English Names

jhimmel at connix.com jhimmel at connix.com
Tue Jun 8 13:37:27 EDT 1999

>[snip]Chris Durden has suggested that "we need an open forum for a 
>of vulgar names."  This reminded me of the way the Dragonfly Society of the
>Americas created their set of official English names:  they sent all the
>nominated names out to all their members for a vote, and then accepted the
>winning names in an entirely democratic fashion. [snip] 
>John Acorn

A mycologist friend once told me that when pressed to come up with common names 
for the mushrooms in the Audubon Society's Field Guide to North American 
Mushrooms(common names, in the editor's perception, being important in this 
series so as to appeal to a wider audience), the author gathered some of the top 
mushroom people in the field for help.  They sat around all night, drank a few 
bottles of wine, flashed slides of the 'shrooms on the screen, and shouted out 

I don't know how true this is, (or important, since I can't say how standardized 
those names became) but if anyone ever wants to try this with the moths, I'm no 
expert, but I'll bring the wine ;-) 

As a moth enthusiast, I feel as if I need to be conversant in 2 languages in 
order to make any progress; the "scientific language" - to learn, and the 
"vulgar/common/english" - to spark the interest of the general public.  It's 
more of a challenge, and I can't see how, at least with regard to the moths 
(especially the micros, who will probably never see common names), this will 
ever change.  Just too many moths, and not enough of a demand for standardized 
common names.  The exceptions lie in the moths that; are big, common & showy, 
voracious defoliators of gardens and forest, get in your cereal, eat your 
clothes, or terrorize Japanese cities.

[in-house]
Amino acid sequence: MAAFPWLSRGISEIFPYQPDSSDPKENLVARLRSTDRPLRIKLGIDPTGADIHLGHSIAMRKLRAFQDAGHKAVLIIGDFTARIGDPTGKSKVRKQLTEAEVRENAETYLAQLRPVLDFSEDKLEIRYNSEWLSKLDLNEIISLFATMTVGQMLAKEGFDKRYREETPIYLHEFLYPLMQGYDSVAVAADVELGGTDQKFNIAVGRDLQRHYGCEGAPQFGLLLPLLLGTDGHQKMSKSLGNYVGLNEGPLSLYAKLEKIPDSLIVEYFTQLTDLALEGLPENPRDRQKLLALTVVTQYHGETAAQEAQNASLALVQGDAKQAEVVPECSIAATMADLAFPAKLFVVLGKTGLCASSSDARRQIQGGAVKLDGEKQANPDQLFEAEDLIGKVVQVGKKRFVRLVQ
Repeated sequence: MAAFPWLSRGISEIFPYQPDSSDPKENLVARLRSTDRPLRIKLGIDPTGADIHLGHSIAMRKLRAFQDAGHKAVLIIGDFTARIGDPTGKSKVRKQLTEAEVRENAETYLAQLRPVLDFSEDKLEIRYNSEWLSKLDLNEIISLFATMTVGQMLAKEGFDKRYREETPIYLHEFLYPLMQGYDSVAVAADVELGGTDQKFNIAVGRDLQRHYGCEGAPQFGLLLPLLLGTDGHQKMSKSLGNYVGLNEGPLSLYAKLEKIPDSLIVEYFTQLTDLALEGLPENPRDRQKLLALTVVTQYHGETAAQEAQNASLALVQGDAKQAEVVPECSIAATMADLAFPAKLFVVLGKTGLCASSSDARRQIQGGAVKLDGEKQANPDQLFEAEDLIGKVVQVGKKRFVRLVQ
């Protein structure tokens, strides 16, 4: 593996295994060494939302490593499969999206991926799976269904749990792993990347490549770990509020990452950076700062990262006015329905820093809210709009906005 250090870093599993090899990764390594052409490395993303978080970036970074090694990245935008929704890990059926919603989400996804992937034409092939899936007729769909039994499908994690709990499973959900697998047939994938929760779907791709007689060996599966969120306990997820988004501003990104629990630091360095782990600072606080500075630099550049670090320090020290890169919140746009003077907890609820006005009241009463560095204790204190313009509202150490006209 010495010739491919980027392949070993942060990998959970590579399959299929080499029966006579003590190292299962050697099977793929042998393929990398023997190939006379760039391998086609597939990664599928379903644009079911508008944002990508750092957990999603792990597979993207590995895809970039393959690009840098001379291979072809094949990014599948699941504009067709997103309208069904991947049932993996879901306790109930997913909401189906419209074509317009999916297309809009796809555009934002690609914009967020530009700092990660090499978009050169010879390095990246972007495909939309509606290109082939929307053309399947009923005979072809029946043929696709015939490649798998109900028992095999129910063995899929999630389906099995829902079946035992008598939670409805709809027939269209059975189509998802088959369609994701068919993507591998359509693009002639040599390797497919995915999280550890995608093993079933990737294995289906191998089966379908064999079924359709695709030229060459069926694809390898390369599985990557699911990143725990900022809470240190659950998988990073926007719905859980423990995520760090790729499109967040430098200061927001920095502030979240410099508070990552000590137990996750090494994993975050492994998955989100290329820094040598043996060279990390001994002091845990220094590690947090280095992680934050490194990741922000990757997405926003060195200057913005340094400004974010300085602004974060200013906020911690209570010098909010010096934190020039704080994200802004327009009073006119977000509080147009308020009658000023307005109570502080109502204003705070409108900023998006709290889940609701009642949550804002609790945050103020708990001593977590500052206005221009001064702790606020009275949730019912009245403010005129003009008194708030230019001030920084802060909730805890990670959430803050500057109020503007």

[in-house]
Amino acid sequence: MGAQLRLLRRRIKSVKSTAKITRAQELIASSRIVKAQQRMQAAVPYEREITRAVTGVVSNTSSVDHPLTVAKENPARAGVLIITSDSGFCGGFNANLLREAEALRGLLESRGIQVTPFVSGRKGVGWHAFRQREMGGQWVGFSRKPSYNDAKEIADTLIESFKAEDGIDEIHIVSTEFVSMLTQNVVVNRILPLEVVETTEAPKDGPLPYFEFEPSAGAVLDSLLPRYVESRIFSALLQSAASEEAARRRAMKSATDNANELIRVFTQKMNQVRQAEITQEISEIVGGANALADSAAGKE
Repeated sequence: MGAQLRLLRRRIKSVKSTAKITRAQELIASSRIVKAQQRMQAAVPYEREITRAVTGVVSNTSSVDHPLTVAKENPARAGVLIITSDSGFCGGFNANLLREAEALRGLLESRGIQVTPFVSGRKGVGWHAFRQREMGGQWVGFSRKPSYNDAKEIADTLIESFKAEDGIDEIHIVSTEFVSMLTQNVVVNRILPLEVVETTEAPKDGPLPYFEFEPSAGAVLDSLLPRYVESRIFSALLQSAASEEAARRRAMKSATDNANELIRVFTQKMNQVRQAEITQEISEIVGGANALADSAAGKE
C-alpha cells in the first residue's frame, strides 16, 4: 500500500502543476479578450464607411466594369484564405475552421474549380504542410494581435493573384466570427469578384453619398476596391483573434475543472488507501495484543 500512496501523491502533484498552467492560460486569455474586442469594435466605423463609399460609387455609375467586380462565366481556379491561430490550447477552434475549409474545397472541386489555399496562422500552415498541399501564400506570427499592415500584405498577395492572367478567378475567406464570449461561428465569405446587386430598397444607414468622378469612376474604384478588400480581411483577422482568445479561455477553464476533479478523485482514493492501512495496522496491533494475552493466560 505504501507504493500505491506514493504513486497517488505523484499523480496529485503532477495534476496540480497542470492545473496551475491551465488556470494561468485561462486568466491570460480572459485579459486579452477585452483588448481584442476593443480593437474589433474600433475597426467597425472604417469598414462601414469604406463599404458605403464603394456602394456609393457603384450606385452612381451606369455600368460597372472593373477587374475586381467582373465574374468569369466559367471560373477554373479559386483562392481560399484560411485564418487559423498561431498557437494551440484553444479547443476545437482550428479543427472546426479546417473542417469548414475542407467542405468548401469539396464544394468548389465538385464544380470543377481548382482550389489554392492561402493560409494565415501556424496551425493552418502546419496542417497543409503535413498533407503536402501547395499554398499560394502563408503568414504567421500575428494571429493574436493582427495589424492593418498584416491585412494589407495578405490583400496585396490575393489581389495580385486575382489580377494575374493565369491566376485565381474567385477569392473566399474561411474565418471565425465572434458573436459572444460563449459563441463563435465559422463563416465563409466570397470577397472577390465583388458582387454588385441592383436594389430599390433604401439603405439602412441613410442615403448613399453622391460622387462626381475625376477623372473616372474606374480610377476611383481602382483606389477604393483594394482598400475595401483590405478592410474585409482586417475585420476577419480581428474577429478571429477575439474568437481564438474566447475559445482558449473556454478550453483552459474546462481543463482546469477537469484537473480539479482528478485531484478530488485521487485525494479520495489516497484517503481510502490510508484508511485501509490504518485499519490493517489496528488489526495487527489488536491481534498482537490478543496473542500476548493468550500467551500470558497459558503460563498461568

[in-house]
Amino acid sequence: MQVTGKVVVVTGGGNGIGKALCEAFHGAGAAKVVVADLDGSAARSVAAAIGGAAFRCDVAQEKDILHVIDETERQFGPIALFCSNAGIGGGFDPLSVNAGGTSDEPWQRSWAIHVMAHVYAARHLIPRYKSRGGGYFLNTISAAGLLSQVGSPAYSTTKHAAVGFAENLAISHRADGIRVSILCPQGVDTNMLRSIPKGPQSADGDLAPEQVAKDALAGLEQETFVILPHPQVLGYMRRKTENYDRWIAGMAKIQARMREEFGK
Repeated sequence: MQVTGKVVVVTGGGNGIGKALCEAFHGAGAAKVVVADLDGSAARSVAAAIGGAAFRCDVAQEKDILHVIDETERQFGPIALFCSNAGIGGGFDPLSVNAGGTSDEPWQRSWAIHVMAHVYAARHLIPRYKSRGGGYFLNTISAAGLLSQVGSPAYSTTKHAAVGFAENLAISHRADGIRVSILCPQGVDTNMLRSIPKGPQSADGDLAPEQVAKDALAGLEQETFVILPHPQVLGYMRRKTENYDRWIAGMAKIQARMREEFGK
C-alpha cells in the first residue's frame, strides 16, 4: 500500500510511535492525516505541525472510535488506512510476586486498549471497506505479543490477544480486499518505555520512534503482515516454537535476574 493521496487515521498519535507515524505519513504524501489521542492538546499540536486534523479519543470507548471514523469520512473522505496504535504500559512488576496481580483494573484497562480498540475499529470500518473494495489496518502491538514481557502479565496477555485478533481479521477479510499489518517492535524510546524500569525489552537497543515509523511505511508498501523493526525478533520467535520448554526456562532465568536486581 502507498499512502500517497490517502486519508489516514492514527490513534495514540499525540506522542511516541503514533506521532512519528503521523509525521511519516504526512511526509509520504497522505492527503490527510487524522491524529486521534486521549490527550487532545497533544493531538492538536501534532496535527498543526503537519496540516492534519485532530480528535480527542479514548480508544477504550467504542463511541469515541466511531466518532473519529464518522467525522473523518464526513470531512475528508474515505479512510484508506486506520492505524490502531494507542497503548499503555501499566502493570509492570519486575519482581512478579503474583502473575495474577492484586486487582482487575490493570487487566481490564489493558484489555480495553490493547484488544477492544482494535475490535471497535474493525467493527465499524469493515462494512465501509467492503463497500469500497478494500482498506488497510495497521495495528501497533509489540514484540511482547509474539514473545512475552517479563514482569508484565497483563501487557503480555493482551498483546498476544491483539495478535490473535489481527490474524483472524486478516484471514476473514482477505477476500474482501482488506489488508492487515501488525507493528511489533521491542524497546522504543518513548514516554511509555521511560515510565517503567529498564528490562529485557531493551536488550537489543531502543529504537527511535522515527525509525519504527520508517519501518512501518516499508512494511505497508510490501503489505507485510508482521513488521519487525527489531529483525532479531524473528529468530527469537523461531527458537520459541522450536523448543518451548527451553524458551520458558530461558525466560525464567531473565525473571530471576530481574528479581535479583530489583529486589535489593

But with regard to the butterflies, there is a demand.  And for the most part, 
it was met many years ago.  To be perfectly honest, I'm not sure of the origin 
of ALL of the common names, some of them fall out of use while their replacement 
sidles in, just as it is with many of the common names for birds (and plants).  
But there are those who in private conversations still use the old monikers.  
They almost resent the new names pinned onto the creatures they knew so well 
over the years (hey, I still won't call Harriers Harriers - they're Marsh Hawks 
dammit!)  When writing, though, and communicating with a larger audience there 
does have to be a universal language.  For now, I go by NABA's guidelines.  Why? 
 For the sole reason that most of the people I know who are interested in 
butterflies do.  And if an editor questions the name, you can at least have some 
current resource to point to.

When dealing with this list - I TRY to use both.  It's good for me, AND everyone 
knows what you're talking about.       

John Himmelman

John Himmelman
Killingworth, CT USA
jhimmel at connix.com

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